The Fishes have advanced much beyond those of the Trias. The Sharks have attained practically their modern condition, and the broad, flattened Rays are a new type of the order. The Chimceroids were much more numerous and relatively important than they are at present, when only a few are left. The Dipnoans had become very scarce and are hardly represented in the northern hemisphere, save for the persistence of Ceratodus. The Crossopterygians were greatly reduced, though a few exceedingly curious forms, like Undina, still linger. Of the Teleostome fishes the Ganoids were still the dominant type, as they had been since the Devonian. Some of these Jurassic forms are evidently the forerunners of the Sturgeons, but most of them resemble the Gar-pike of our Western rivers (Lepidosteus), and are covered with a heavy armour of thick, shining, rhomboidal scales.

Dapediuspolitus. (Smith Woodward).

Fig. 290. - Dapediuspolitus. (Smith Woodward).

Aspidorhynchus acutirostris Ag. (Smith Woodward).

Fig. 291. - Aspidorhynchus acutirostris Ag. (Smith Woodward).

Hypsocortnus insignis Wagner. (Smith Woodward).

Fig. 292. - Hypsocortnus insignis Wagner. (Smith Woodward).

Many of these Ganoids are of small or moderate size, such as Dapedius (Fig. 290) and Aspidorhynchus (Fig. 291), while others, like the superb Lepidotus, were very large, evidently the kings of their race. Some of the Jurassic fishes approximate the Teleosts so closely that it seems arbitrary to call them Ganoids. Caturus, Leptolepis, Hypsocormus (Fig. 292), and Megalurus are much like what the ancestral Teleosts, must have been.

No Amphibia are certainly known from the Jurassic.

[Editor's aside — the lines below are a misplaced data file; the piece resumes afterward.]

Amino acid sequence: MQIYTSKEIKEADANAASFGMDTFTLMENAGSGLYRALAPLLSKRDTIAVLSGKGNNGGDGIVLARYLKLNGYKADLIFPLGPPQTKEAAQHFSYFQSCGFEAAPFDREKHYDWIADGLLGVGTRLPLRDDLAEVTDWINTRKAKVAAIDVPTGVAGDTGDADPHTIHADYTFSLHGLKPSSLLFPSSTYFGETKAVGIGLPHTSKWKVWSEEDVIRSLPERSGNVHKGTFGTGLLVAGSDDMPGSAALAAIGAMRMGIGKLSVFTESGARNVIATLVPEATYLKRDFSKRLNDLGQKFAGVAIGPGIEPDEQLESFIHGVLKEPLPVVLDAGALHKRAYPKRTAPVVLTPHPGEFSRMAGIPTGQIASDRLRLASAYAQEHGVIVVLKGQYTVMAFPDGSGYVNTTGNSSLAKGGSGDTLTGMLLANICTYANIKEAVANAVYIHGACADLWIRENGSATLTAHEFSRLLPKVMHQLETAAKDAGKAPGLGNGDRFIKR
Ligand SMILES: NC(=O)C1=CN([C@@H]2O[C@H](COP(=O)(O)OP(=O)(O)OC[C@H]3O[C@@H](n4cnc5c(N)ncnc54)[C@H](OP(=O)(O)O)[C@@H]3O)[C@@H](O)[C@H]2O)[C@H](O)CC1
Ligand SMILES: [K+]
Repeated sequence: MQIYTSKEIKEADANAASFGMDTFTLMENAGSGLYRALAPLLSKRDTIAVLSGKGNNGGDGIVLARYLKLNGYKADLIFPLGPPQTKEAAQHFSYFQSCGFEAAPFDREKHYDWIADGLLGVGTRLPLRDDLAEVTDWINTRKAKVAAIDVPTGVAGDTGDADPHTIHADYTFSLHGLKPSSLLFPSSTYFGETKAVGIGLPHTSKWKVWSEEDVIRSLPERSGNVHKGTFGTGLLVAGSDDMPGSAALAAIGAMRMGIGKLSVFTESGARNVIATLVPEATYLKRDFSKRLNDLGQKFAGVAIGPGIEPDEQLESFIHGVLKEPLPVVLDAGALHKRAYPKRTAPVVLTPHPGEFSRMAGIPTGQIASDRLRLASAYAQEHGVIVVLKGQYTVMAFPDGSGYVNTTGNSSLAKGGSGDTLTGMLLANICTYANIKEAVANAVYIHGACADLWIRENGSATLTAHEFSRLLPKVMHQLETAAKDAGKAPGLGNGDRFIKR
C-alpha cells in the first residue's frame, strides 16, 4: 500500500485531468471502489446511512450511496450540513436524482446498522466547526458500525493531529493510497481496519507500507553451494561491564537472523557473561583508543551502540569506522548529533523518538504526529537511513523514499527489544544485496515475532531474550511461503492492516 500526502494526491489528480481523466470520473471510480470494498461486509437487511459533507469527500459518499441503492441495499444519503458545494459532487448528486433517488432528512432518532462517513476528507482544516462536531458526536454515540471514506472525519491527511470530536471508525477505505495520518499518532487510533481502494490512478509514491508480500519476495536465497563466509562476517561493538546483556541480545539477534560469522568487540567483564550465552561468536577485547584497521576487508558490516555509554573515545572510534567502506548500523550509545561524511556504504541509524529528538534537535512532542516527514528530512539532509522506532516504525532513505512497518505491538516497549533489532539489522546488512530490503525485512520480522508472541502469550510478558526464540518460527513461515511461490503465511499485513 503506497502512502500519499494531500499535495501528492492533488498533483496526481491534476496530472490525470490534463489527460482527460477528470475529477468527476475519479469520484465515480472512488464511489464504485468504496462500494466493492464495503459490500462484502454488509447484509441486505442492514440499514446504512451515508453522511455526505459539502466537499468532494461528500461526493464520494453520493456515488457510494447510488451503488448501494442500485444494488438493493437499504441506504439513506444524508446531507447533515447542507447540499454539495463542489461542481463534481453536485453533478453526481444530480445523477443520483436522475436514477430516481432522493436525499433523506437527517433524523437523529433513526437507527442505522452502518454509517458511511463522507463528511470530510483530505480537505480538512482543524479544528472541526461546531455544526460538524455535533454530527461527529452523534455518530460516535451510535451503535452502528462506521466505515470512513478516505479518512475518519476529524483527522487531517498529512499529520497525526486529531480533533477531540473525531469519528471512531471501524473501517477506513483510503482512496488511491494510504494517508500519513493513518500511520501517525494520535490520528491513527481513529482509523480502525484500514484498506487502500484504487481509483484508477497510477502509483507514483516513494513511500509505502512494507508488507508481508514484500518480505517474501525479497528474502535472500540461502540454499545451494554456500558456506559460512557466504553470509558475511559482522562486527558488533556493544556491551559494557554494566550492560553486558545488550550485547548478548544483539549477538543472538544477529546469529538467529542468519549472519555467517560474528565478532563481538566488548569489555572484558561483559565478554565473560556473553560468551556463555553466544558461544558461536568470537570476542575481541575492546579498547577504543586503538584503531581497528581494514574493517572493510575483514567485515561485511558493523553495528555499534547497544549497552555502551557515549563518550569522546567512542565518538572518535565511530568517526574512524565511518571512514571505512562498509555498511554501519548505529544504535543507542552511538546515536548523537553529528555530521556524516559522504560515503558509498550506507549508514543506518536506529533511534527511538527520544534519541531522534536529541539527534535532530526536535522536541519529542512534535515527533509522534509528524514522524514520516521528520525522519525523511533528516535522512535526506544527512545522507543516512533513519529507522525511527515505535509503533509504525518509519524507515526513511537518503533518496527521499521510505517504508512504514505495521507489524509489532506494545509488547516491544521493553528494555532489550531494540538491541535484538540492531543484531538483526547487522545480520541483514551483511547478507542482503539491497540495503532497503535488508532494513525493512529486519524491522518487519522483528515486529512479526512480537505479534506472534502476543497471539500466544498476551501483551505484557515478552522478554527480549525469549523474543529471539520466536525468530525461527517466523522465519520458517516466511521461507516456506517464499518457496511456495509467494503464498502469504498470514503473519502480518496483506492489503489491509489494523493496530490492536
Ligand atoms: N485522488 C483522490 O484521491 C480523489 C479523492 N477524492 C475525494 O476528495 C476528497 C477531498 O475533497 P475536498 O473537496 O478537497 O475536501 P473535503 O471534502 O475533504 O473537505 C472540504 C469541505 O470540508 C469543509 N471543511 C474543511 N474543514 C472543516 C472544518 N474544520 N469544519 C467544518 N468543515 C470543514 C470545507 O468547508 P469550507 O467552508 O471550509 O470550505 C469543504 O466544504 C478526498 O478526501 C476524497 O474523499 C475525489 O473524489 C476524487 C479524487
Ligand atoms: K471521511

The Reptiles have attained a higher and more diversified plane of existence than in the Trias. Most of the Triassic genera and several entire orders have become extinct, but new and more advanced forms come in to take their places. The Rhynchocepha-lians abound and give rise to many diversified types of terrestrial, semi-aquatic and fully aquatic reptiles, and the first of the true Lizards (Lacertilia) appear. Turtles have grown much more numerous than in the Trias and have distributed themselves over the world. The Ichthyosauria are a highly characteristic Jurassic group; for though they are found in both the Trias and the Cretaceous, the Jura, and especially the Lias, is the time of their principal expansion. Certain localities in the Lias of England and Germany have yielded an incredible number of skeletons, and some of the specimens have preserved the impressions of the outline of the body and limbs, showing recognizably the nature of the skin. These reptiles were entirely marine in their habits and preyed upon fishes, and their limbs were converted into swimming paddles; there is a dorsal fin and a large tail-fin, the principal organ of propulsion (see Fig. 293). The muzzle is drawn out into an elongate slender snout, armed with numerous sharp teeth, which were set in a continuous groove, not in separate sockets.